Housed in four Renaissance hotels, the Musée des Beaux-Arts is an interesting historical building in itself.  Featuring archaeological and historical collections as well as fine art from as early as the 16th century, it also houses five of Goya’s paintings including The Balloon.

The Canal Lateral de la Garonne dates back to the mid-19th century and crosses the Garonne River in spectacular fashion on the Agen aqueduct.

Listed as one of France’s most beautiful villages, Monflanquin may have lost its ramparts after Louis X111 took the throne in 1610, but it has lost none of its’ historical charm.

Vieux Pont de Pierres de Villeneuve Sur Lot

The old part of Villeneuve sur Lot is flanked by the Porte de Pujols and the Porte de Paris.

The old part of Villeneuve sur Lot is flanked by the Porte de Pujols and the Porte de Paris, two original defence positions from another bastide which was founded after the 11thcentury Albigensian crusade.  Today, it is perhaps just as famous for Ste-Catherine, its’ neo-Romano-Byzantine, red-brick church.  Designed by Corroyer in the late 1800’s, this eye-catching building has a tall octagonal belfry, is decorated with mosaics inside and has 23 stained-glass windows from the original Gothic church that stood in its place.  Striking churches are a feature of Villeneuve as the town’s second, the Chapel of Notre Dame du Bout du Pont, is actually suspended over the river on the north side of the Pont Vieux bridge.

Listed as one of France’s most beautiful villages, Monflanquin may have lost its ramparts after Louis X111 took the throne in 1610, but it has lost none of its’ historical charm.   Founded in 1256 and combining medieval buildings and arcades with half-timber buildings and a flat bell-towered church, it also boasts the Maison du Prince Noir.  This tall, square shaped building with arched windows is where King Edward III’s son, the Black Prince, stayed in the 14th century.  Each August, the town holds a medieval festival with a procession of medieval costumes and knights during the day and a banquet in the evening.

Founded by Alphonse de Poitiers in 1269, Villereal is close to the border with Dordogne and was intended to keep the English at bay during the Hundred Years War.  It failed then and, if it wanted to keep visitors away, it certainly fails today.  The village is a delight with half-timbered buildings, ancient moats and the, oddly enough, the old Leper House.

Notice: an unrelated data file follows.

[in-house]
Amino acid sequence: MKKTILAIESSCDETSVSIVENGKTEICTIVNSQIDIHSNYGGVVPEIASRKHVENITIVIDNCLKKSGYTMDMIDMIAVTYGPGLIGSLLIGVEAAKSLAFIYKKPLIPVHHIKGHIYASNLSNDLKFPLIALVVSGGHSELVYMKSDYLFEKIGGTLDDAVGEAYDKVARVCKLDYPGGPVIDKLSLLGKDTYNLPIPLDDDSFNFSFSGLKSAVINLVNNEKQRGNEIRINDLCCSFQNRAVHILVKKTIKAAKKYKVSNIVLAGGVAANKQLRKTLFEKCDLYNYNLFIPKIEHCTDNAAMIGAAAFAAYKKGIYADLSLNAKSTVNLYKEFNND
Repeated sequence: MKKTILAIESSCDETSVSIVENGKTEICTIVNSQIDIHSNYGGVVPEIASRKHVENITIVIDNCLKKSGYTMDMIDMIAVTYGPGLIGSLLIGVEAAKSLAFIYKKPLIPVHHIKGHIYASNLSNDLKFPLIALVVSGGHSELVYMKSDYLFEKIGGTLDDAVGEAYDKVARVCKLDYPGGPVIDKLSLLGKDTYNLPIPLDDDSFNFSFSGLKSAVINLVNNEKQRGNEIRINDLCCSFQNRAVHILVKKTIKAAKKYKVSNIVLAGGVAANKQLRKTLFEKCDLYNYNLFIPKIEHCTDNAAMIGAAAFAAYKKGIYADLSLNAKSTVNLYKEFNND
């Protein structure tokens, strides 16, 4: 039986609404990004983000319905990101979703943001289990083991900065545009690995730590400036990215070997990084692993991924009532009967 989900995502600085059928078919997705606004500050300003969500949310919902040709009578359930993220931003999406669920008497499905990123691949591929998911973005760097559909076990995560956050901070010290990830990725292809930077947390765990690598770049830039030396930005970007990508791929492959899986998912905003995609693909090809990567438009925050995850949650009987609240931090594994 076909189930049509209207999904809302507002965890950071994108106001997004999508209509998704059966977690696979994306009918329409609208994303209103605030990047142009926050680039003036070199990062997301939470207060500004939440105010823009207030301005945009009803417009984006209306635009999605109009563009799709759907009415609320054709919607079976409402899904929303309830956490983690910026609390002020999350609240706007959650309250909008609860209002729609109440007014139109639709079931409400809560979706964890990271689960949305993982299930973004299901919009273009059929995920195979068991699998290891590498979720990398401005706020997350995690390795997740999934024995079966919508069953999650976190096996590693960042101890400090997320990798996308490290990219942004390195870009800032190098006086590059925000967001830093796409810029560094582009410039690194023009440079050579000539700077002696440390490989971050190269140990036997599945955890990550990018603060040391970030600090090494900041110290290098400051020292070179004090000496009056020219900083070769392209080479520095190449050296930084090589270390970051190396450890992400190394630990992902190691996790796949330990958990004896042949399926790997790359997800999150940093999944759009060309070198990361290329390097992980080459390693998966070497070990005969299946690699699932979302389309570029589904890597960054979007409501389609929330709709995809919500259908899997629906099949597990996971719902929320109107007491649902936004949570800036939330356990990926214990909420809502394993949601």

Lot et Garonne is home to many interesting chateaux such as the Chateau de Duras, Chateau de Bonaguil and Chateau Gavaudun.

Other bastide towns include Villereal, Eymet, Pujols, Tournon-d’Agenais and, amongst others, Puymirol.  Churches reveal many a surprise with the Church of St Vincent at Mas d’Agenais holding Rembrandt’s Christ on the Cross and, in Pujols, the 15th century Ste-Foy-La-Jeune which now exhibits treasures such as the Martyrdom of St Faith mural.

You will find a wide selection of other tourist spots, churches, hotels and events in our Business Directory and What’s On pages.  Why not take a look, you can search under category type, town or region.

POSTCARDS

HELPFUL LINKS

For walking (randonée) paths click here www.tourisme-lotetgaronne.com/fr/nos-activites/randonnee/rando.htm

LOCAL RECIPE

Chocolate bread & butter pudding – a naughty treat!

It wouldn’t be right if it didn’t contain a glug of Armagnac – but you are making your version, so you decide.

The night before, put about 20 stoned prunes (well they will be stoned after you add the liquor – boom, boom!) into a pan with a little water.  Bring to the boil, turn off the heat, drain and add a few good glugs of Armagnac to the prunes.  Leave overnight to soak up the flavour. Then…

– Grease a 9” baking dish and add slices of french bread to completely fill it.
– Mix ¾ pint milk with half pint cream and add sugar to taste.
– Add two grated 100g bars of 75% cocoa solid chocolate and 4 tbsp of cocoa powder. Mix well.
– Add six whisked eggs. Mix well again and pour over the bread, making sure that every bit is covered. Push the bread down into the milk.
– Slice each prune in half and push each half down into the bread. Cook at 180°C until set and browned. If it starts to brown too quickly, cover with a piece of kitchen foil. Serve with cream or ice cream.